High interest rates and long regulatory approval timelines are still making it hard to close deals, but bankers believe those same factors will soon lead to a wave of consolidation.
US bank deal activity has picked up in recent months, with 39 announcements since July 1 totaling $3.21 billion in announced deal value, or 84% of all announced deal value so far this year. However, the impact of high interest rates on deal math and prolonged closing timelines still make it hard to get things across the finish line, executives said on third-quarter earnings calls.
"You've got the larger marks up front so it's kind of a math question right now," United Community Banks Inc. Chairman and CEO Herbert Harton said on the company's third-quarter earnings call, adding that M&A will likely remain slow until mid-2024.
Still, deal conversations are heating up, bankers said. Multiple executives predicted that 2024 will see a boom in US bank M&A activity as banks are forced to pair up to better deal with intensifying headwinds.
Rates, regulators hinder banks' appetites
Lubbock, Texas-based South Plains Financial Inc. has fielded more inbound calls from sellers recently compared to the past couple of years, Chairman and CEO Curtis Griffith said. The bank is open to targets with a West Texas footprint, low loan-to-deposit ratio and core low-cost deposits, the executive said.
"But finding those right now in a situation where the seller would be willing to recognize how much the [accumulated other comprehensive income (AOCI)] hit is likely to be, that's a unicorn to go find right now," Griffith said.
As such, buybacks make more financial sense right now, the executive added.
Fellow Texas-based Prosperity Bancshares Inc. also believes buybacks make more financial sense than M&A right now, though the company is "constantly in talks with other banks," executives said Oct. 25.
"What's different this time in M&A than it's ever been before: When you're looking at acquiring or merging with a bank, banks have losses in their portfolio," Senior Chairman and CEO David Zalman said. "You got to mark-to-market. So you're going to mark their capital down, which would bring the overall capital down, although we will get that money back really quickly. So those are just the considerations."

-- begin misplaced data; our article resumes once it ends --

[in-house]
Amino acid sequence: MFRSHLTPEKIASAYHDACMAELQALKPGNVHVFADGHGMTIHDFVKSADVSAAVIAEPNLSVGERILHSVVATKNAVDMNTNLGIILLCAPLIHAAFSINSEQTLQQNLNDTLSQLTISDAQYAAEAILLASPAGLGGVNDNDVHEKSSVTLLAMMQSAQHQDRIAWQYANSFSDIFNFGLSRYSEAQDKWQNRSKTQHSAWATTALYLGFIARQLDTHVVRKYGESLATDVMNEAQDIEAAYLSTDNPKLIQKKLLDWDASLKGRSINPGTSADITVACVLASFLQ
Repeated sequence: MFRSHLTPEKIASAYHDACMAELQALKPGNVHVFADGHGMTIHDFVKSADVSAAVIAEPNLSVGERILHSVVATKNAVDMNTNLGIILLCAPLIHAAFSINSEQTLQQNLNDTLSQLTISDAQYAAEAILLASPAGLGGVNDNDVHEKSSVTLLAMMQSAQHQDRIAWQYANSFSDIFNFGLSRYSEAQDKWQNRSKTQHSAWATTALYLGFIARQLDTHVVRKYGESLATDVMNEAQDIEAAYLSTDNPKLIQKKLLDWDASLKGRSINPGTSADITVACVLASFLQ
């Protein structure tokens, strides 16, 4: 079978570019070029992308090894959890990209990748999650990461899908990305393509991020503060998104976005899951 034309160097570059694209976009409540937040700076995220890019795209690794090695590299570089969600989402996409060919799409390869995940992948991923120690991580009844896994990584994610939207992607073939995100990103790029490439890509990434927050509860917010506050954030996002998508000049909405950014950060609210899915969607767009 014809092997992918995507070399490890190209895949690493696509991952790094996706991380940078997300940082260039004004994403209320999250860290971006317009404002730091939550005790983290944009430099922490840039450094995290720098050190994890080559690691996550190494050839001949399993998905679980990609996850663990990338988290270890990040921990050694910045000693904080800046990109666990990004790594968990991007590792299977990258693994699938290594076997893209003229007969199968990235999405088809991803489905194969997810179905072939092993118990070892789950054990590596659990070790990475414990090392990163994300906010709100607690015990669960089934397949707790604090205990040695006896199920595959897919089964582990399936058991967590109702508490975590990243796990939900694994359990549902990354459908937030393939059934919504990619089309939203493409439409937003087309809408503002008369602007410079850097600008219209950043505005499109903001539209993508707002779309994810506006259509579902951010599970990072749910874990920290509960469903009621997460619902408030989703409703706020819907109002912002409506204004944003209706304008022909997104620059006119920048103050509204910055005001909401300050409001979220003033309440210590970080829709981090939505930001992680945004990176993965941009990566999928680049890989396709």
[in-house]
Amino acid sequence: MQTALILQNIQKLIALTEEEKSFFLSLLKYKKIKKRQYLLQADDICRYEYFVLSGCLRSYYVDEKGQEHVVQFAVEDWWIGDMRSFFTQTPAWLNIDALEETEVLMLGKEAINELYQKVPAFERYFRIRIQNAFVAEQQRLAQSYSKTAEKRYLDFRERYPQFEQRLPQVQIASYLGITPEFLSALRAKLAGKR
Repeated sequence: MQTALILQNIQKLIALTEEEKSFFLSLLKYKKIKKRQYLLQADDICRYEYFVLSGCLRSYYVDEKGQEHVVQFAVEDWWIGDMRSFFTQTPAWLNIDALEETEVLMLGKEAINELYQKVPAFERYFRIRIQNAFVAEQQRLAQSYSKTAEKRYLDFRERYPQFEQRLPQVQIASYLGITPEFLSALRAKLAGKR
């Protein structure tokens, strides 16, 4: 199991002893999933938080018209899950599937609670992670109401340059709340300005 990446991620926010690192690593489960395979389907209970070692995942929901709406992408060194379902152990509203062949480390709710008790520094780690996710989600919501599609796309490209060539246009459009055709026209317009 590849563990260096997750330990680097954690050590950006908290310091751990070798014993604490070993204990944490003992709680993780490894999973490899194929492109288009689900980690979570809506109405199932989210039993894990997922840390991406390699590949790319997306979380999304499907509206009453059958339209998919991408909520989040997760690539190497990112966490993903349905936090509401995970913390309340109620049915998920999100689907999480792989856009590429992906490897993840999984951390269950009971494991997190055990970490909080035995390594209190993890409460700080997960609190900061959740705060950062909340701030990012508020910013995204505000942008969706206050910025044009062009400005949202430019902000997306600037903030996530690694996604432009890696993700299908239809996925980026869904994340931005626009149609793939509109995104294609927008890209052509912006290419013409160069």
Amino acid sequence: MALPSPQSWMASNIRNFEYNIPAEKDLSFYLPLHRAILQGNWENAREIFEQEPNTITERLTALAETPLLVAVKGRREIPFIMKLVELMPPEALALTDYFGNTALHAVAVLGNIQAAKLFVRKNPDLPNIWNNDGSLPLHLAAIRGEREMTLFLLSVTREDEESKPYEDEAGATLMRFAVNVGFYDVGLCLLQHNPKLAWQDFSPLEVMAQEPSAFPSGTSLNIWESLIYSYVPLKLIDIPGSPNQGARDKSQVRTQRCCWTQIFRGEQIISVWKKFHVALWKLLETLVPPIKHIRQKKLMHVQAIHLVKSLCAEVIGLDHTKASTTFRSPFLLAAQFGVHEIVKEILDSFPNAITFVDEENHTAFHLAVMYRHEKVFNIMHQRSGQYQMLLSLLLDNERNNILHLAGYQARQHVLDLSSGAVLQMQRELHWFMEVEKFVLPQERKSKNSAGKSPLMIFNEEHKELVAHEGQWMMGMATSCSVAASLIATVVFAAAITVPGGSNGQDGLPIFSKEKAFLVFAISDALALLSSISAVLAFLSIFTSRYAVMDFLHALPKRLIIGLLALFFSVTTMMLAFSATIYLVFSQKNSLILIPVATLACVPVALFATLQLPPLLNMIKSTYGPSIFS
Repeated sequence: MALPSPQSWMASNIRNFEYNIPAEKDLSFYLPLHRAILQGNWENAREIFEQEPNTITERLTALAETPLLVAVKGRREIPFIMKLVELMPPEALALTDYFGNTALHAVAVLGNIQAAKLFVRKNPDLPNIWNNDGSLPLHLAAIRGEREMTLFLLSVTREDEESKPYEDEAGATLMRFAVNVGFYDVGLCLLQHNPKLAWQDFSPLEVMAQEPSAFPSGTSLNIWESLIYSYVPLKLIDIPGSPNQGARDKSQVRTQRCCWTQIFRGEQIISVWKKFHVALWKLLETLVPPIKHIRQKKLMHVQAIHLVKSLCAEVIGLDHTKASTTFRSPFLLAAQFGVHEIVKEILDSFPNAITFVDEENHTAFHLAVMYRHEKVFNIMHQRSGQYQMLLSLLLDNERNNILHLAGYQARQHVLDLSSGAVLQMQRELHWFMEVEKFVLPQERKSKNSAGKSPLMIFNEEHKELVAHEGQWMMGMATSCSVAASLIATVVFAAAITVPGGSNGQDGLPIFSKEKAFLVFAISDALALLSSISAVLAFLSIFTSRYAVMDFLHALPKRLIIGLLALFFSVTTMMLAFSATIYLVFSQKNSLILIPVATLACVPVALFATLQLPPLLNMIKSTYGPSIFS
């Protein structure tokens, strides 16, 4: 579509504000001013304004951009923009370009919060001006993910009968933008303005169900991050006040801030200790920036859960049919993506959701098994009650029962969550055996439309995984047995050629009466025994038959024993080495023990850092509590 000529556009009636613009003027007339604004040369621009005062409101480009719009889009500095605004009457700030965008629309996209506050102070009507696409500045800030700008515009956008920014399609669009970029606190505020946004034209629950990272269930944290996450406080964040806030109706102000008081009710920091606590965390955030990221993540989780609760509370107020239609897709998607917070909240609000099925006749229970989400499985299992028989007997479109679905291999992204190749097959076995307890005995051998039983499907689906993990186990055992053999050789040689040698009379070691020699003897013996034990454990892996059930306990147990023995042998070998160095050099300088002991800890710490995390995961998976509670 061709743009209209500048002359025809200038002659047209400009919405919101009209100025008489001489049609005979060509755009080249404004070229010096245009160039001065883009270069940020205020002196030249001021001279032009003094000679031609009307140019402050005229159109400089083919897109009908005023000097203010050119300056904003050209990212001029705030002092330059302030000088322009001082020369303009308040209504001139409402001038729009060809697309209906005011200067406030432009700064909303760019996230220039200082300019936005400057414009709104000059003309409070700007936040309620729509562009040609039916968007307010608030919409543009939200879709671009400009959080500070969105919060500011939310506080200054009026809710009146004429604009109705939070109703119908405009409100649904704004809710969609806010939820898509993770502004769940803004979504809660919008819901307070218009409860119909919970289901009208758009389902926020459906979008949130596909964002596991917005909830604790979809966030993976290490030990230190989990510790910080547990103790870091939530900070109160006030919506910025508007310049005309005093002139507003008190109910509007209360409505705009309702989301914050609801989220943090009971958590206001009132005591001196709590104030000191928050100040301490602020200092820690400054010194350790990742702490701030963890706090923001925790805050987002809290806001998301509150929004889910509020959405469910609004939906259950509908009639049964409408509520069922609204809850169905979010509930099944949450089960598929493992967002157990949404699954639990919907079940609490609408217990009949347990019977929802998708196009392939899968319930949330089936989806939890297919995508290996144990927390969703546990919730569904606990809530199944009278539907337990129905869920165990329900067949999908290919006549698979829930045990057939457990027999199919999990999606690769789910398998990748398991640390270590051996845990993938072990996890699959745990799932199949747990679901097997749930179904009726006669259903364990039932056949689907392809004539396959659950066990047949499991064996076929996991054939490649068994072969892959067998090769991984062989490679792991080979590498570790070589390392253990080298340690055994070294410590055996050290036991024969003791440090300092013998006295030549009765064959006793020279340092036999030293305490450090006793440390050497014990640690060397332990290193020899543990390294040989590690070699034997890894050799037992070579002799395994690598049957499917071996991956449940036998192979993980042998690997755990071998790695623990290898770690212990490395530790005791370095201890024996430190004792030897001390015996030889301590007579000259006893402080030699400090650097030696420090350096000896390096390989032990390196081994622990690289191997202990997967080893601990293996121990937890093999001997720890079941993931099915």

When mulling a potential deal, Prosperity looks at potential tangible book value and earnback on the deal versus buybacks, and often, buybacks are "a safer bet," President and COO Kevin Hanigan added.
Nashville, Tenn.-based FB Financial Corp. is interested in strategic acquisitions that are below three years earnback, come with double-digit earnings per share accretion or boost tangible capital, but finding an attractive target is hard right now because of AOCI losses, President and CEO Christopher Holmes said on the company's third-quarter earnings call.
"That's a harder computation than it used to be because of AOCI and what that does. It can create more tangible book value dilution," Holmes said.
Home BancShares Inc. has engaged in several deal discussions recently, but those fell apart due to deal math not making sense.
"They get to a point where you can't do them," said Chairman, President, CEO and co-founder Johnny Allison. "I was excited about the opportunity in these markets, but they don't work."
In addition to interest rate marks, longer regulatory approval timelines are also deterring banks.
"Given where rates are today, given the time that the regulators take from a bank approval transaction kind of timeline perspective, the math on the M&A side is just harder. And we frankly can't wait for that in order to grow our company," Community Bank System Inc. COO Dimitar Karaivanov said on the company's third-quarter earnings call.
Still, executives agreed that the dynamics hindering M&A today will lead to an impending wave of consolidation.
As high interest rates continue to pressure banks' earnings power, they will need to merge to build their deposit bases and diversify asset generation, Ameris Bancorp CEO H. Palmer Proctor Jr. said.
If banks can secure regulatory approvals, which are creating uncertainty about timing, "you're going to see a wave of consolidation," Proctor said. "There should be a lot of activity taking place ... as we look out into next year and into the following year."
Valley National Bancorp executives agree that the high interest rate environment will likely push banks to sell.
With an inverted rate curve, "there's going to be definitely a lot more opportunities based on some of the challenges that many banks have," Chairman and CEO Ira Robbins said.
Aside from muted earnings power from high rates, "higher technology costs, salary increases, loan competition, funding costs, succession planning concerns and increased regulatory burden, all point to continued consolidation," Prosperity's Zalman said.
Multiple bank CEOs foresee M&A picking up in 2024.
"There's conversations that seem to be picking up," FB Financial's CEO said. "Folks are thinking. I think '24 is going to force a lot of that. ... Folks are having to think strategically. And the landscape continues to change and I think you have to think more and more strategically."